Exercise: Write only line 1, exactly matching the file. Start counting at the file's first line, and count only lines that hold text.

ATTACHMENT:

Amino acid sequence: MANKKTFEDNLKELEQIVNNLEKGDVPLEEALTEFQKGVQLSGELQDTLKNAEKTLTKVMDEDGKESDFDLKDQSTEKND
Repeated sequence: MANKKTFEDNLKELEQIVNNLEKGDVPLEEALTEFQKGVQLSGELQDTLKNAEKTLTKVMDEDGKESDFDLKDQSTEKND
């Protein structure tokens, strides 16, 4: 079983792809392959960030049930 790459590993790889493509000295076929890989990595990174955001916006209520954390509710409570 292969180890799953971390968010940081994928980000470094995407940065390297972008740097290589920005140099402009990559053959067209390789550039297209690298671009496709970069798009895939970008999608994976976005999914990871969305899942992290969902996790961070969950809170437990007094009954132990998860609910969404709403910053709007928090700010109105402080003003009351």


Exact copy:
Amino acid sequence: MANKKTFEDNLKELEQIVNNLEKGDVPLEEALTEFQKGVQLSGELQDTLKNAEKTLTKVMDEDGKESDFDLKDQSTEKND